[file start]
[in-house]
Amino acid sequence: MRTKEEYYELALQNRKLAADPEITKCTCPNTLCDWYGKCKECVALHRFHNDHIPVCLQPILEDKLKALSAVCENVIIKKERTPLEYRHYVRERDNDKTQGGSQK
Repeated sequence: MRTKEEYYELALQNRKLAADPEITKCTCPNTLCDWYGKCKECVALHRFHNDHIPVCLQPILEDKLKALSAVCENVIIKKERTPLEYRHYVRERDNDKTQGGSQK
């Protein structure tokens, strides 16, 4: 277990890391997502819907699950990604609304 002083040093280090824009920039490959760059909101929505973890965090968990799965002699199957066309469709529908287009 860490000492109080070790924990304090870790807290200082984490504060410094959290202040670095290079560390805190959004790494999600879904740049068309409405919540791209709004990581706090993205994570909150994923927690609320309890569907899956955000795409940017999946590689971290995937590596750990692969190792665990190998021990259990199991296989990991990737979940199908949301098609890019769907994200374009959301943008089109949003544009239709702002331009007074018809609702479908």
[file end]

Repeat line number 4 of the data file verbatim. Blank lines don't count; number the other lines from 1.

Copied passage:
């Protein structure tokens, strides 16, 4: 277990890391997502819907699950990604609304 002083040093280090824009920039490959760059909101929505973890965090968990799965002699199957066309469709529908287009 860490000492109080070790924990304090870790807290200082984490504060410094959290202040670095290079560390805190959004790494999600879904740049068309409405919540791209709004990581706090993205994570909150994923927690609320309890569907899956955000795409940017999946590689971290995937590596750990692969190792665990190998021990259990199991296989990991990737979940199908949301098609890019769907994200374009959301943008089109949003544009239709702002331009007074018809609702479908």